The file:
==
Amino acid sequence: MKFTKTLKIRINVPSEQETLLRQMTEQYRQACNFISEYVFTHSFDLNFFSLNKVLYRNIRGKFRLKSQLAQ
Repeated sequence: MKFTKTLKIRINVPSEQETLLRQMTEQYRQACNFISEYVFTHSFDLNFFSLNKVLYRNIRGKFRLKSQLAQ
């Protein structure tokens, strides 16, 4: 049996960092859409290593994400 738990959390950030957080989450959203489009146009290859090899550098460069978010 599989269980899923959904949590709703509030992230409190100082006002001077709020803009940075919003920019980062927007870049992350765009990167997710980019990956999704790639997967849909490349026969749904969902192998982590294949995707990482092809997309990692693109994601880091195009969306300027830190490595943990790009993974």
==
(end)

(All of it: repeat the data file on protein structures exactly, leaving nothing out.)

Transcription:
Amino acid sequence: MKFTKTLKIRINVPSEQETLLRQMTEQYRQACNFISEYVFTHSFDLNFFSLNKVLYRNIRGKFRLKSQLAQ
Repeated sequence: MKFTKTLKIRINVPSEQETLLRQMTEQYRQACNFISEYVFTHSFDLNFFSLNKVLYRNIRGKFRLKSQLAQ
């Protein structure tokens, strides 16, 4: 049996960092859409290593994400 738990959390950030957080989450959203489009146009290859090899550098460069978010 599989269980899923959904949590709703509030992230409190100082006002001077709020803009940075919003920019980062927007870049992350765009990167997710980019990956999704790639997967849909490349026969749904969902192998982590294949995707990482092809997309990692693109994601880091195009969306300027830190490595943990790009993974």